From my time in the industry as an independent seller and my experience in the world of technology, I’ve uncovered some of the keys to successful experience management. The list goes on and we’re constantly learning, but here’s how some of the fastest growing direct selling companies in the industry use technology to level up:
- Frictionless seller enrollment processes
- Seamless, shareable retail shopping experiences
- Simple, meaningful, and actionable sales data
Experience management is more than just a couple of buzzwords. It’s the future of successful companies, and it capitalizes on leading-edge technology and data. But it doesn’t have to be complicated for you or your teams: discover what drives sales and loyalty, and align your focus with what you learn along the way.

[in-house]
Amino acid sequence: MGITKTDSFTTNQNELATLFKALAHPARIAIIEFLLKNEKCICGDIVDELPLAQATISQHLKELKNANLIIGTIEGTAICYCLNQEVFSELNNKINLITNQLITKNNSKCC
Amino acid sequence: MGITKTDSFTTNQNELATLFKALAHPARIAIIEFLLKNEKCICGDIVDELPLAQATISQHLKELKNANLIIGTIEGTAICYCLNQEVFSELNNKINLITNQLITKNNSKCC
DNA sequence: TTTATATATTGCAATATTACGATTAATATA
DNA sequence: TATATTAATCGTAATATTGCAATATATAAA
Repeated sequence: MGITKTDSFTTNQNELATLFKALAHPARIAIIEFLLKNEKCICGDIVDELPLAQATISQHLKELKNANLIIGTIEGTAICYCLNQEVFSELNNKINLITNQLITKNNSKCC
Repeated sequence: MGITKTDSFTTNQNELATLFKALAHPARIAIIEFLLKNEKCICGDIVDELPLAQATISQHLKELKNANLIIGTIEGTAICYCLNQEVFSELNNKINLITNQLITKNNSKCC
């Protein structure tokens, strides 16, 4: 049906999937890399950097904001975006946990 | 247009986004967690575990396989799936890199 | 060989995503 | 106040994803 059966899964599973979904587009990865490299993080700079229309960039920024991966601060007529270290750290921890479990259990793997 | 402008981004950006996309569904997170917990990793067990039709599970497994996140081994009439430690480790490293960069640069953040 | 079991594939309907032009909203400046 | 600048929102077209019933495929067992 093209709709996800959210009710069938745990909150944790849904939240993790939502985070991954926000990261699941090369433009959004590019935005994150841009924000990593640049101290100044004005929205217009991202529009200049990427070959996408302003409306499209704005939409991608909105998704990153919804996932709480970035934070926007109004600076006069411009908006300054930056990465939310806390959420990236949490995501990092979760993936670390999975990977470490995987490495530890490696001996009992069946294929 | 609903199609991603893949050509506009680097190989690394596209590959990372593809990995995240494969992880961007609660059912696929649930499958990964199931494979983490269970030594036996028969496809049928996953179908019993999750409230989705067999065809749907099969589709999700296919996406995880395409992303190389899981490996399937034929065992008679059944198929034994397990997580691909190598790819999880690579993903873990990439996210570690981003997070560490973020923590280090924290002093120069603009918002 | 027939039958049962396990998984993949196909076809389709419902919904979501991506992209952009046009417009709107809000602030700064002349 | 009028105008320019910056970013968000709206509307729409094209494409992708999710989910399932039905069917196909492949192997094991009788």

Even in the face of the changing consumer landscape we’re facing, there are reasons for optimism. Our industry can and should remain relevant, but we have to do our part to compete with an increasingly global and online world of commerce; that means we must focus on empowering our sellers with experiences that help them grow.
Rodger Smith is the CEO of DirectScale. He brings his experience as an entrepreneur in the direct selling industry together with his passion for the technology at DirectScale headquarters in Lindon, Utah. This article originally appeared in the December 2019 edition of Direct Selling News.